Monday, September 21, 2009
ESPNsoccernet: September 22, 9:14 AM UK
The annual pre-season guide published by kicker magazine lists every Bundesliga club's trophies. Even Mainz has an entry under the heading "Titles", namely: 1982 German Amateur Champions. (An honour handed out between 1950 and 1998.)
Currently, there are only three teams in the top flight for which kicker does not list a single title. They are 1899 Hoffenheim, SC Freiburg and VfL Bochum. And following Saturday's home defeat at the hands of the 1982 German Amateur Champions, all the signs are Bochum still won't have a title when kicker publishes its next pre-season guide. Maybe they'll even no longer be a Bundesliga club.
That, however, would be a pity. There are quite a number of reasons why I have a soft spot for Bochum, though I'll readily admit it's unusual. Because this is a club which quite simply leaves most people stone cold.
For instance, I take it for granted mighty few of you will be able to name some Bochum legends, list the club's biggest achievements and recall a few famous games the team has played. You mustn't fret, though. This exercise would pose a severe challenge even to the majority of German football fans, particularly - but not only - those from the north, east and south of the country.
VfL Bochum, its players and fans, have spent the better part of the past decades trying to live down the reputation of being the epitome of the nondescript club that makes up the numbers but never hogs the limelight. So far to little avail. Other clubs might be called lions, wolves, zebras or at least foals. Bochum is still sometimes referred to as the grey mouse of the Bundesliga. (A "grey mouse" is an inconspicuous person you easily overlook and hardly recall having met. What in English is just "a mouse", I guess.)
For a long time, Bochum's two biggest claims to fame were that the club a) simply was around and b) gave the German language a new word. But even those two, er, achievements were really only one.
The story began back in 1971, when Bochum were promoted to the Bundesliga thanks to the heroics of striker Hans Walitza. (There's a club legend for you. Consider the unusual fact that Walitza won the Regionalliga West's Golden Boot with 28 goals that year - and was then also voted the league's "most selfless player"!)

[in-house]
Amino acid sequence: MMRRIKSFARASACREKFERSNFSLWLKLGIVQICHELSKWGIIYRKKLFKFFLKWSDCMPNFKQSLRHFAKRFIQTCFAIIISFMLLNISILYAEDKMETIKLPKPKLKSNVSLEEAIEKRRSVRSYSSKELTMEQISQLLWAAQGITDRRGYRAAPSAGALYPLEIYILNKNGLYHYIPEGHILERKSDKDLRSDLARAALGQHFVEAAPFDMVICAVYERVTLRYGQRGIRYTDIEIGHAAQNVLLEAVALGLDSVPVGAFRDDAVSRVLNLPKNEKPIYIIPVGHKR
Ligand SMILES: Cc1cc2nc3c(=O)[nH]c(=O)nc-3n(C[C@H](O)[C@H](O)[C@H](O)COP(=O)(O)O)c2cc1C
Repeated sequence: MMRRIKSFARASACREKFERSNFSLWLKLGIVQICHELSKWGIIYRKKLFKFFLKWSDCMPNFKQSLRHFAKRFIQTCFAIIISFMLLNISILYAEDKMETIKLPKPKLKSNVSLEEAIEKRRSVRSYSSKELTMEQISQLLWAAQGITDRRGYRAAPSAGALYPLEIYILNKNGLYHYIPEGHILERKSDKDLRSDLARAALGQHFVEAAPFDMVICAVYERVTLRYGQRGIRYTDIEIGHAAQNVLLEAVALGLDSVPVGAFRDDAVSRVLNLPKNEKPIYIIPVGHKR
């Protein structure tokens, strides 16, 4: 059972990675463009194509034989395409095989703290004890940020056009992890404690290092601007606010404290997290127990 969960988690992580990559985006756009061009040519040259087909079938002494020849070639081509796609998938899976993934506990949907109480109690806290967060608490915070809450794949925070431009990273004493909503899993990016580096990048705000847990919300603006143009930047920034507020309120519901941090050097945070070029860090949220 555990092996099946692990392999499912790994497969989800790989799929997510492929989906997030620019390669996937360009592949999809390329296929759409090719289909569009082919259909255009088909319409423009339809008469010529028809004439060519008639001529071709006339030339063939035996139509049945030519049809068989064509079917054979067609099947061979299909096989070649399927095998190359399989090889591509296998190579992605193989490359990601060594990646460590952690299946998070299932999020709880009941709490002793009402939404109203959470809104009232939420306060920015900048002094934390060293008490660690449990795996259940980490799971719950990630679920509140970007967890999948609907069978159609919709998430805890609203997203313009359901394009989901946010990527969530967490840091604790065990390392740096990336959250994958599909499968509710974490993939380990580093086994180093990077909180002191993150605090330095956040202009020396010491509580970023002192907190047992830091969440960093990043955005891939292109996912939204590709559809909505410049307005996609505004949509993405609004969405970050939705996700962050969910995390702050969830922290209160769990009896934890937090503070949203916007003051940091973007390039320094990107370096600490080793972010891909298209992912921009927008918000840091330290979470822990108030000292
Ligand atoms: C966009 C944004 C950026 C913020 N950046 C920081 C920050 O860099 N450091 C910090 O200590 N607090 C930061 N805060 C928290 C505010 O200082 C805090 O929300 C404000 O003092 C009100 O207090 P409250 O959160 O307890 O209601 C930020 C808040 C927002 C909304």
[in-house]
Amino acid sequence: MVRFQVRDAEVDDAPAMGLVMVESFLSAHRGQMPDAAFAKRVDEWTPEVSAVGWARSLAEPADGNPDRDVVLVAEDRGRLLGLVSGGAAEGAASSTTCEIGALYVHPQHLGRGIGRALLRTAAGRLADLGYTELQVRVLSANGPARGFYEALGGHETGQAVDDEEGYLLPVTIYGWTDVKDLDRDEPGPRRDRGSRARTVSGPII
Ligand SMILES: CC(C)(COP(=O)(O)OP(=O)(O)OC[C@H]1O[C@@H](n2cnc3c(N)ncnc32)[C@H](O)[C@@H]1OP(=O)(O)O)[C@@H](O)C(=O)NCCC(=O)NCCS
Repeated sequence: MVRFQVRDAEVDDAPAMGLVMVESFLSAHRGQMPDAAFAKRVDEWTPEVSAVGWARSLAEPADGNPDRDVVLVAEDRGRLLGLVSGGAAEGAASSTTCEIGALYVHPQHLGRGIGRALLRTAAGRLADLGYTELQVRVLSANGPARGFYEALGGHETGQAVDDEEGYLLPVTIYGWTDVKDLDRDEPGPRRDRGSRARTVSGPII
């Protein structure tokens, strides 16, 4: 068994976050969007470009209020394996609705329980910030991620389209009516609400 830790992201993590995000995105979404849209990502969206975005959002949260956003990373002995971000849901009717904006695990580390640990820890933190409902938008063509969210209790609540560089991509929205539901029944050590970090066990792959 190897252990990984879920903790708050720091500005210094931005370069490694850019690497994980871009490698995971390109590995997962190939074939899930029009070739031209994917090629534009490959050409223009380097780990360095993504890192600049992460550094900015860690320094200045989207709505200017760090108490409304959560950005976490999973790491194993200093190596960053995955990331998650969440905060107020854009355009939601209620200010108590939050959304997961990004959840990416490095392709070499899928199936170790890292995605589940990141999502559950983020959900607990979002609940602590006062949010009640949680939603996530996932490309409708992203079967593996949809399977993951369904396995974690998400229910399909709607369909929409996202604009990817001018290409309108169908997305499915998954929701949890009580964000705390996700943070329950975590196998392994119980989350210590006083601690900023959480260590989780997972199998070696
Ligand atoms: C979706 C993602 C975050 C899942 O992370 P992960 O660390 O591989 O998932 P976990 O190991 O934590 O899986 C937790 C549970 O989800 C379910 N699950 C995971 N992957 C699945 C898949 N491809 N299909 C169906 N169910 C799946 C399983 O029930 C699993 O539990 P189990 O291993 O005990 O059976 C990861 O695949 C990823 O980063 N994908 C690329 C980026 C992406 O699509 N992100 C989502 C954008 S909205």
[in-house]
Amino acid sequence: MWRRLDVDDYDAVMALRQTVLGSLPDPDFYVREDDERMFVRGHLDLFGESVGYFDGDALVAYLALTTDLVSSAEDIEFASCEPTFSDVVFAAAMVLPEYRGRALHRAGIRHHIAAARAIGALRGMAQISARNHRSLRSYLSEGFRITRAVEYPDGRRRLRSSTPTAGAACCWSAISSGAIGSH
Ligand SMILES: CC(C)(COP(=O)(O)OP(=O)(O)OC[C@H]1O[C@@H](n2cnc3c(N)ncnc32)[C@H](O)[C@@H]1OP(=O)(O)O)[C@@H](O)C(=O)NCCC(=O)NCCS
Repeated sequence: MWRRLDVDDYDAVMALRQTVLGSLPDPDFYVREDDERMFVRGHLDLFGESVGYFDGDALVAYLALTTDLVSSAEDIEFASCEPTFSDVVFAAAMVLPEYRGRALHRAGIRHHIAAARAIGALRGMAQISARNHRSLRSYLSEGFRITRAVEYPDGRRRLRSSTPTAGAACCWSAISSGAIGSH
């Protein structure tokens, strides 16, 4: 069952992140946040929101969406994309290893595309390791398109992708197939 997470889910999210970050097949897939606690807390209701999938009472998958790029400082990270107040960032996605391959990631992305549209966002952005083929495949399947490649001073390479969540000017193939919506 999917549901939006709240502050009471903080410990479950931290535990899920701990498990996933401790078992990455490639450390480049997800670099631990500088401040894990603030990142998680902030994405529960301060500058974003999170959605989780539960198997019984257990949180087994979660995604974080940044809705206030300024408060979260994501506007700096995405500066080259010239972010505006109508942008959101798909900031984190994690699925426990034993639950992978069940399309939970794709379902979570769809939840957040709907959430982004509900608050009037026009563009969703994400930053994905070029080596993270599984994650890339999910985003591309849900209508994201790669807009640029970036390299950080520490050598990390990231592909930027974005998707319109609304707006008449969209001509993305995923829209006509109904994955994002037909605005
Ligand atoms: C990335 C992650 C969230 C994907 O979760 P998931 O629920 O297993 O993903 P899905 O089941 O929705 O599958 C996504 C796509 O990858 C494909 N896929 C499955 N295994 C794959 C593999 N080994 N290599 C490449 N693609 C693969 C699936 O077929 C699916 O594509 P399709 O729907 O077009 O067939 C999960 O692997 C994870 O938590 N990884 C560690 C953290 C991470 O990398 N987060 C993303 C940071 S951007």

In the years following 1971, Bochum hardly tore the Bundesliga apart, as the side never finished better than 8th place. But the point is that they also never finished below 15th place. Oh no, hold on - I got that wrong. In 1990, Bochum were in 16th place after the end of the regular season. However, that was during the first era of relegation play-offs. And so Bochum played and beat second-division Saarbrücken to survive once more.
A year later, in 1991, Bochum turned a 3-0 deficit away at Düsseldorf around to win the third from last match of the season 4-3 and complete another Houdini act, finishing two points above the relegation zone. The following season was a nail biter again, but on May 9, 1992, the penultimate match day, a late goal against Dresden secured what was Bochum's 22nd Bundesliga campaign in a row.
And that, one must point out and hope not to sound condescending, was an astonishing feat. During those 22 years, big and proud former championship-winning clubs like Braunschweig (Brunswick), Bremen, Dortmund, Düsseldorf, Rot-Weiss Essen, Hannover, Hertha, 1860 Munich, Nuremberg or Schalke spent some time downstairs. But Bochum always found a way to stay up.
In the absence of silverware, the club's fans decided to declare their team's apparent invincibility in the relegation fight a badge of honour. Ahead of the 1992-93 season, they produced t-shirts that bore just one word: "Unabsteigbar".
This coinage can only be translated as "unrelegatable" ... and of course you know what happened. Ten months after many Bochum fans had spent a tenner on one of those shirts, the team finished another season in 16th place. However, the relegation play-offs had been abolished the year before and so Bochum, after more than two decades, at last went down.